The nation’s highest court will consider a lower court’s decision that effectively halted the Atlantic Coast Pipeline.
Friday morning, the U.S. Supreme Court announced that it would hear a controversial case surrounding the 600-mile-long natural gas pipeline.
That decision has been widely anticipated since last December, when the 4th Circuit Court of Appeals said the U.S. Forest Service had violated the National Environmental Policy Act and National Forest Management Act when it approved the project. The panel’s decision stopped the majority of construction on the project, which is slated to run from Northern West Virginia into North Carolina, crossing 21 miles of the George Washington and Monongahela national forests. At one point, the pipeline also would be buried 600 feet below the Appalachian Trail.
At the center of the appeal now is whether the Forest Service has authority under the Mineral Leasing Act to grant rights-of-way for the project through the Appalachian Trail.
The solicitor general, who filed the certiorari petition, argued in legal briefs that the Forest Service does have the authority to approve the project under the Mineral Leasing Act because it has authority over federal forestland; the National Park Service oversees the footpath part of the Appalachian Trail.
West Virginia Attorney General Patrick Morrisey led a group of other attorneys general who submitted a brief in favor of the project in July. On Friday, Morrisey issued a statement saying the lower court’s decision could “unnecessarily block pipeline construction and impede economic growth nationwide.”
“West Virginia strongly supports the Supreme Court’s decision as it signals the court recognizes the profound importance of this case as a matter of federal law and economic impact to Appalachia and the nation as a whole,” Morrisey said.
After the 4th Circuit vacated the Forest Service’s permit, the federal government and ACP asked for a panel rehearing en banc, meaning the case would be heard before all judges on the 4th Circuit. Those requests were denied.
After the lower court’s decision, West Virginia legislators passed a resolution condemning the environmental groups that challenged the project in court. The Gazette-Mail and the nonprofit newsroom ProPublica later found the resolution had been authored by a lobbyist for Dominion Energy, the company building the project.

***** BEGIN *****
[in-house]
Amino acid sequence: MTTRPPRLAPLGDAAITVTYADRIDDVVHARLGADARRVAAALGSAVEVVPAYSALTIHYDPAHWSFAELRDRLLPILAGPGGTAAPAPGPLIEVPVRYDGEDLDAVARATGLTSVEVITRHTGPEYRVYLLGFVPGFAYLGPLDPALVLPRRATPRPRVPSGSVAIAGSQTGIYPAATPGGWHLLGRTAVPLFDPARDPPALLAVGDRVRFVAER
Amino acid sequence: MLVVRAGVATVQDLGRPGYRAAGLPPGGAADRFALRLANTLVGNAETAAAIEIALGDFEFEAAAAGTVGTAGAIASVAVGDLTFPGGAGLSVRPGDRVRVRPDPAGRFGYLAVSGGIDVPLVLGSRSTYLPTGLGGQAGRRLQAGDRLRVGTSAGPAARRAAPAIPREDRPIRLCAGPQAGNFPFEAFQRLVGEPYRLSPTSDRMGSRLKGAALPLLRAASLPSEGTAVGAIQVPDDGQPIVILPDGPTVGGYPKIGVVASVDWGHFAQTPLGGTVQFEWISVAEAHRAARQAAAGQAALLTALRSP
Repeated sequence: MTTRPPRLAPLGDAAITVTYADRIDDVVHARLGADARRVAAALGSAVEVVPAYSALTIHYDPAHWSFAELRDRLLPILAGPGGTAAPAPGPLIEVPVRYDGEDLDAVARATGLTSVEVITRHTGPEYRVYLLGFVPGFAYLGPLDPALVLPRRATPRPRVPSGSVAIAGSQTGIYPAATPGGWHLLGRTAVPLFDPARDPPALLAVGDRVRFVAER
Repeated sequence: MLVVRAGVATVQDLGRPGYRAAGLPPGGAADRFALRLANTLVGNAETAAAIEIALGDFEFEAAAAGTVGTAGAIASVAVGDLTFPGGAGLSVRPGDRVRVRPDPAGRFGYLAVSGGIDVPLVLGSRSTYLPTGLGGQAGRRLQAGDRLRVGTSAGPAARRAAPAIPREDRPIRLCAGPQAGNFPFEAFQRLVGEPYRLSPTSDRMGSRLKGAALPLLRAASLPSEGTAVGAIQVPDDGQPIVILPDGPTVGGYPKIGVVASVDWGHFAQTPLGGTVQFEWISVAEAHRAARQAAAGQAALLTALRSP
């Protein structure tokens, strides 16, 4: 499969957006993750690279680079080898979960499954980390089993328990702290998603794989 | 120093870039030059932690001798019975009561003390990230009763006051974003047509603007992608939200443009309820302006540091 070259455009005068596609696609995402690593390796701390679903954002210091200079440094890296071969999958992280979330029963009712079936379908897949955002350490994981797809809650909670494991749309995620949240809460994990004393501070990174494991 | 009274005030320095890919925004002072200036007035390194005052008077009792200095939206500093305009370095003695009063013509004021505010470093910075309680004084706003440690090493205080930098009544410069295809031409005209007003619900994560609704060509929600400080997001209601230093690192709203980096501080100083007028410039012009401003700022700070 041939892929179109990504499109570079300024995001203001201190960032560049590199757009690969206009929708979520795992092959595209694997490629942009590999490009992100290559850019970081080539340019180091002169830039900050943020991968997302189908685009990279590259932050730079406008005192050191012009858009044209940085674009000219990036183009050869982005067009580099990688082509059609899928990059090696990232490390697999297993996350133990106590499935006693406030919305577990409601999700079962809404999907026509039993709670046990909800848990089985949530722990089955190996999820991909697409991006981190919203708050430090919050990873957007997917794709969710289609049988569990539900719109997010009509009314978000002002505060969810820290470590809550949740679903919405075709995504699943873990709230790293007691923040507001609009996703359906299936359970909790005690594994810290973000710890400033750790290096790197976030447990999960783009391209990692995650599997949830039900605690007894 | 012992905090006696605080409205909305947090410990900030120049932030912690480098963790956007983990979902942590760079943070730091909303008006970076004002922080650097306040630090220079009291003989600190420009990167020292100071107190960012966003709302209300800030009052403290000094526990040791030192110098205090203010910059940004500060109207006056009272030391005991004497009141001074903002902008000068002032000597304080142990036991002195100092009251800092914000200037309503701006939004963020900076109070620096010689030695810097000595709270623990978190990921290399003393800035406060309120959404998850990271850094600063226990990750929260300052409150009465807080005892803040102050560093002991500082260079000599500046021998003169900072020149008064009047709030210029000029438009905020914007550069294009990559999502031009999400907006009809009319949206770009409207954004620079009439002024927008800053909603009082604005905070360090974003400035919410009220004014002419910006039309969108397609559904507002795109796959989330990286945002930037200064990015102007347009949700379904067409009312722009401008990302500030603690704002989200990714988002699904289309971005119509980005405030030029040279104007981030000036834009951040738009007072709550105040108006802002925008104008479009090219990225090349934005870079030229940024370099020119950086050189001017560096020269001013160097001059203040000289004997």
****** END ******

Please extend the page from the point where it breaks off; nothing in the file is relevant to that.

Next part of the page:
It’s not the only major pipeline project whose permits are being challenged in court. The Mountain Valley Pipeline, a 300-mile-long project also seeking to tap into the sprawling Marcellus Shale formation, also has defended its permits in federal court.
A spokesman for the ACP project said the case would be heard early next year, with a final ruling expected by June. With a ruling on the ACP’s side, construction would be finished by late 2021, spokesman Aaron Ruby said, adding that the “law and facts are on our side.”
“More than 50 other pipelines cross underneath the Appalachian Trail without disturbing its public use. The public interest requires a clear process for the issuance and renewal of permits for such pipelines, and other essential infrastructure. The Atlantic Coast Pipeline should be no different,” Ruby said. “In fact, the pipeline will be installed more than 600 feet below the surface and more than a half-mile from each side of the Trail to avoid any impacts,” Ruby said.
But environmental groups have challenged the project’s permits, arguing that they’ve been rushed and careless. Environmentalists have also cited a concern about methane emissions from natural gas projects and a need to focus on renewable energy.
On Friday, the Southern Environmental Law Center and the Sierra Club said in a joint statement that they’d continue defending the lower court’s decision.
“The Atlantic Coast Pipeline is a dangerous, costly, and unnecessary project and we won’t stand by while Duke and Dominion Energy try to force it on our public lands, threatening people’s health, endangered species, iconic landscapes, and clean water along the way,” they said in a statement.
Dominion Energy has maintained that the project fills a public need.
“The region urgently needs new infrastructure to support the U.S. military, manufacturing, home heating and cleaner electricity as we move away from coal,” Ruby said. “We remain committed to this project and are confident it will be completed.”